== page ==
0
$\begingroup$

How to prove $|[a, b]| = |\mathbb R|$, i.e. there are equally many points on a finite line segment than on the whole number line? Could one use the Cantor-Schröder-Dedekind theorem, which tells as that if we have injections $A\to B\to A$, then $|A| = |B|$? Then it only remains to prove that there is an injection $\mathbb R\to [a, b]$.

$\endgroup$
2
1
$\begingroup$

It’s easy to get a one-to-one onto map between $\Bbb R$ and an open interval $\langle a,b\rangle$, you can use $\arctan$ for instance, suitably scaled, to do it. Then there are standard tricks to get the endpoints into the act. Nothing as deep as Schröder-Bernstein should be necessary.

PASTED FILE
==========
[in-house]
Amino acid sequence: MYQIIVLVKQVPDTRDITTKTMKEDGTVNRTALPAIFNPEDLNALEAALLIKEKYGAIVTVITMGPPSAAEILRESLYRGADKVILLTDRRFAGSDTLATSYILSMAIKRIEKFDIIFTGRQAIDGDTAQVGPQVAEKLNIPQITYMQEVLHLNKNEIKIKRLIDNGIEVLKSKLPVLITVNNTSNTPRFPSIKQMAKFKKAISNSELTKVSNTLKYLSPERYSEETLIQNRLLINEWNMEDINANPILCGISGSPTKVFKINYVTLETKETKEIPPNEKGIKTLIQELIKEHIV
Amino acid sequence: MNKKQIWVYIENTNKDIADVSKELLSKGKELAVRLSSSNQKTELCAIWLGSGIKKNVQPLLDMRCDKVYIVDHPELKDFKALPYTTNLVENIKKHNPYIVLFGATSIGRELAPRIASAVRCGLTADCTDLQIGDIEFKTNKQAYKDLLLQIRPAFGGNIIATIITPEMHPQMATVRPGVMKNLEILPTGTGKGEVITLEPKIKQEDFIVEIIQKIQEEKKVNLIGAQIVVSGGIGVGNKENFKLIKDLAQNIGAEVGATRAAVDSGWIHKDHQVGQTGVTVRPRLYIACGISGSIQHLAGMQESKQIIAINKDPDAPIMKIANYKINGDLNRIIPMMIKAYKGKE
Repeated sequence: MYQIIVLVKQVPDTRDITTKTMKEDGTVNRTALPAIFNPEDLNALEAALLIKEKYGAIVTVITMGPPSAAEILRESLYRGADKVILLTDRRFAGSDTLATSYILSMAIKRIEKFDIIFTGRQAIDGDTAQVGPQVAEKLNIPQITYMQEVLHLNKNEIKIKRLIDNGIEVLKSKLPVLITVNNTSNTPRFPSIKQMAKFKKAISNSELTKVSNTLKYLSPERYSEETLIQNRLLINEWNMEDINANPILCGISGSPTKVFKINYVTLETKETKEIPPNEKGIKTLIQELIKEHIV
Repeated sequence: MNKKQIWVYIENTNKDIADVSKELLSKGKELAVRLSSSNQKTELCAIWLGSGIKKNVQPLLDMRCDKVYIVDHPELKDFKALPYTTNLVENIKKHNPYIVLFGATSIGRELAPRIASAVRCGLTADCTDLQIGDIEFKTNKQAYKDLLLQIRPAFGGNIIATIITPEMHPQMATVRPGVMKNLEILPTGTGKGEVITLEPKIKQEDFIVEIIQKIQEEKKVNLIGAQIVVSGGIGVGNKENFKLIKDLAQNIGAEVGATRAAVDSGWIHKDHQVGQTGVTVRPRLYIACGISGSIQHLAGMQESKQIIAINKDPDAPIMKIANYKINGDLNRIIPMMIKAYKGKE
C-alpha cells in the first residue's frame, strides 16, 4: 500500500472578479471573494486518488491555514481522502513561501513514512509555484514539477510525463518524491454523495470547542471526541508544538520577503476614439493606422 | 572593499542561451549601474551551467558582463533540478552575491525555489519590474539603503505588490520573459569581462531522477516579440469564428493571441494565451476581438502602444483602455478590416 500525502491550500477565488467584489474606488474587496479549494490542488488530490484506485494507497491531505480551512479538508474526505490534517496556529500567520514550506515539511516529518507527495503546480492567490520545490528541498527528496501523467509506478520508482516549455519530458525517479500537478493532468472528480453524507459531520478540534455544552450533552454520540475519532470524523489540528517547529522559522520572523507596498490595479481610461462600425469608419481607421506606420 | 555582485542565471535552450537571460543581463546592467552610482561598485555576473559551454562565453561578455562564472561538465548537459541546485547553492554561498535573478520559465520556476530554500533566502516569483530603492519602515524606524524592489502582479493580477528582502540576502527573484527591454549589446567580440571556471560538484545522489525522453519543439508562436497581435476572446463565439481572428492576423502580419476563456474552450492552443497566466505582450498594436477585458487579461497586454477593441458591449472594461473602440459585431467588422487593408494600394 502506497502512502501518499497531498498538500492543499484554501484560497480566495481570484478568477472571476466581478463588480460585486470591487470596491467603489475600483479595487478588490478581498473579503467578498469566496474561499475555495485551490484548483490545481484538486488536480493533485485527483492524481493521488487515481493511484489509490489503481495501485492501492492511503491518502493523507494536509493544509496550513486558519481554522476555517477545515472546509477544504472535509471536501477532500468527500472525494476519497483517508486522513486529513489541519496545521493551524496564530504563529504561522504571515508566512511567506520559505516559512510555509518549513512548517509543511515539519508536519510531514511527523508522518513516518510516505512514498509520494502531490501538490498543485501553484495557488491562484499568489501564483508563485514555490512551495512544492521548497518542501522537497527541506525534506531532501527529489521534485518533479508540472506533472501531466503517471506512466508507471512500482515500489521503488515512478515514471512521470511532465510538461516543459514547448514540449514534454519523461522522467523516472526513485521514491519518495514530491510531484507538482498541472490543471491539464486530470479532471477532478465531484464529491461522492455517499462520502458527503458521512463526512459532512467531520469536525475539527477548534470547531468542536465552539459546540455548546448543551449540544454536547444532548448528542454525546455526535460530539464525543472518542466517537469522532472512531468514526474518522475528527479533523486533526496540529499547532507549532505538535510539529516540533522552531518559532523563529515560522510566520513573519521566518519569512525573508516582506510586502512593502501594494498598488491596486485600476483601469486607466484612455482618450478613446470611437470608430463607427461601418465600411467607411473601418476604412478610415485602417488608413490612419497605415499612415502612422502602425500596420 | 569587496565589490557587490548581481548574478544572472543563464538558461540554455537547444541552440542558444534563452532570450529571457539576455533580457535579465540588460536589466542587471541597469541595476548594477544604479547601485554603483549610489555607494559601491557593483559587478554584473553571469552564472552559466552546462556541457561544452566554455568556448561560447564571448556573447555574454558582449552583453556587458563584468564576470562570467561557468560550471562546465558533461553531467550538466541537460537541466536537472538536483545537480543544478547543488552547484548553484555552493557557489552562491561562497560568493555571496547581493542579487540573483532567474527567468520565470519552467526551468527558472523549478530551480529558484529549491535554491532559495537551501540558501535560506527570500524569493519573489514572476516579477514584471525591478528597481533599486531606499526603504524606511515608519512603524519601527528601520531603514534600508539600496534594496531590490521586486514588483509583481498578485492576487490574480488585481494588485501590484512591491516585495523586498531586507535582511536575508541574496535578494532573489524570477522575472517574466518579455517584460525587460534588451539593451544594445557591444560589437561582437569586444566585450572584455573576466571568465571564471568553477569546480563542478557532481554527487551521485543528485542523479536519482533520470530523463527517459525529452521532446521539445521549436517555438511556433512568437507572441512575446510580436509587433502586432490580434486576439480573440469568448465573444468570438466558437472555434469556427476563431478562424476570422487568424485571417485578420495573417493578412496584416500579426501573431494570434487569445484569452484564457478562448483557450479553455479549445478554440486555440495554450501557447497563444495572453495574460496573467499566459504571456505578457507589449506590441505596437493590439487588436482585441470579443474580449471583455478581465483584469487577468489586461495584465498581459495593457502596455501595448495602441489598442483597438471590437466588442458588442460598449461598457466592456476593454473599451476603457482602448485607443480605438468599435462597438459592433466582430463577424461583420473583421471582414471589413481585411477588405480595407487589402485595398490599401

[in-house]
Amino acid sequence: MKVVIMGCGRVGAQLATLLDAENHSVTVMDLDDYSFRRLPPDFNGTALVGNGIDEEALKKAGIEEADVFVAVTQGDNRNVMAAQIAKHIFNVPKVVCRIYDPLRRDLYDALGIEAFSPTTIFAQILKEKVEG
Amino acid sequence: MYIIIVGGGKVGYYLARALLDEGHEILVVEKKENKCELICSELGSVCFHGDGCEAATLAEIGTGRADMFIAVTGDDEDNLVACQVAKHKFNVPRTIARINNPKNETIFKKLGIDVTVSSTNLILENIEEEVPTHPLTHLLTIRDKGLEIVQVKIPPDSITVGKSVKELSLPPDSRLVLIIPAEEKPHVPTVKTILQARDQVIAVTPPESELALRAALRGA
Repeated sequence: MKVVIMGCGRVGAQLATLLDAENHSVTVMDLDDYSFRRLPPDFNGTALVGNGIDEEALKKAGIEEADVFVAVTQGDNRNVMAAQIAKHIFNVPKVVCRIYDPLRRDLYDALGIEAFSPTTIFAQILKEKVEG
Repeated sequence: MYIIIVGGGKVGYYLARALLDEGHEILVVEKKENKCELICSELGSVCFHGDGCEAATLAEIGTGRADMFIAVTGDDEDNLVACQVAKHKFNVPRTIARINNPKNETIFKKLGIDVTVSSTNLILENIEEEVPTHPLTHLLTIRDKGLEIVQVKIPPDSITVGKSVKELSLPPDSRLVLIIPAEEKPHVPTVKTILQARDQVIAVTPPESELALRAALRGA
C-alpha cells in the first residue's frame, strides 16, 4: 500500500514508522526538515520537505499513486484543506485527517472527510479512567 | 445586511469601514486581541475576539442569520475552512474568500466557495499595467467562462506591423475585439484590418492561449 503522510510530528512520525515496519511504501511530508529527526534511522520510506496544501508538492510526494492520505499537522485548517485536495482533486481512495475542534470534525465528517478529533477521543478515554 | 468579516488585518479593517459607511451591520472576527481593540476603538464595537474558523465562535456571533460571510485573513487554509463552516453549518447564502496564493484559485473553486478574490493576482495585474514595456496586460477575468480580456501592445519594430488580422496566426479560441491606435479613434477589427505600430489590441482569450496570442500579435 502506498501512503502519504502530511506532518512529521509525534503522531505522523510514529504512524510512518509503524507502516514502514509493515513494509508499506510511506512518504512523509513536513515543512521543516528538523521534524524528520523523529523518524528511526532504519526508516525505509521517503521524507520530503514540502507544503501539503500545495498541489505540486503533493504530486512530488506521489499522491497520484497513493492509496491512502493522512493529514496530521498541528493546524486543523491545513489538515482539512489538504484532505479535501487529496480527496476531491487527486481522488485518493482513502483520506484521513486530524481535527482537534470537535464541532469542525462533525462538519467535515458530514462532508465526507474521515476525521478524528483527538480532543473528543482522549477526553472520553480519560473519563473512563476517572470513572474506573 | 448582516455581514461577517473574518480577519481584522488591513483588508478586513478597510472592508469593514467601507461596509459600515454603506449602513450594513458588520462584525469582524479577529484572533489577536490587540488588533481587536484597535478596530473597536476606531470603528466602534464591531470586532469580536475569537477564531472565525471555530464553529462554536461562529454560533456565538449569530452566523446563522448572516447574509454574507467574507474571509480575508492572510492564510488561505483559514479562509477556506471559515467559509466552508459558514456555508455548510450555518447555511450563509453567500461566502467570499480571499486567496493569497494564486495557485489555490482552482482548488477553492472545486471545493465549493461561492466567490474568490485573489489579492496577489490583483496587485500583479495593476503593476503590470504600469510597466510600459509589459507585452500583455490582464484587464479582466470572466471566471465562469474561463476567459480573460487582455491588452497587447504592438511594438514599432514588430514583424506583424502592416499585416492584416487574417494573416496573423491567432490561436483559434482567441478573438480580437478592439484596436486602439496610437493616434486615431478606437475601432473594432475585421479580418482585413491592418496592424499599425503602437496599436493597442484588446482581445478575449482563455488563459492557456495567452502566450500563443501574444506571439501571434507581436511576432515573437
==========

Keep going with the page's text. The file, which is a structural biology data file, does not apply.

$\endgroup$
2
  • 1
    $\begingroup$ I'm not sure I would call Schröder-Bernstein particularly deep, though. $\endgroup$ – hmakholm left over Monica Feb 22 '17 at 23:29
  • $\begingroup$ For my level of smarts, @HenningMakholm, it’s deep enough. $\endgroup$ – Lubin Feb 23 '17 at 14:07
4
$\begingroup$

There is an injection (bijection, in fact) from $\mathbb R$ to $(-1,1)$: $$f(x)=\frac{x}{1+|x|}$$

Now, transform the interval $(-1,1)$ into $(a,b)$.

$\endgroup$

Not the answer you're looking for? Browse other questions tagged or ask your own question.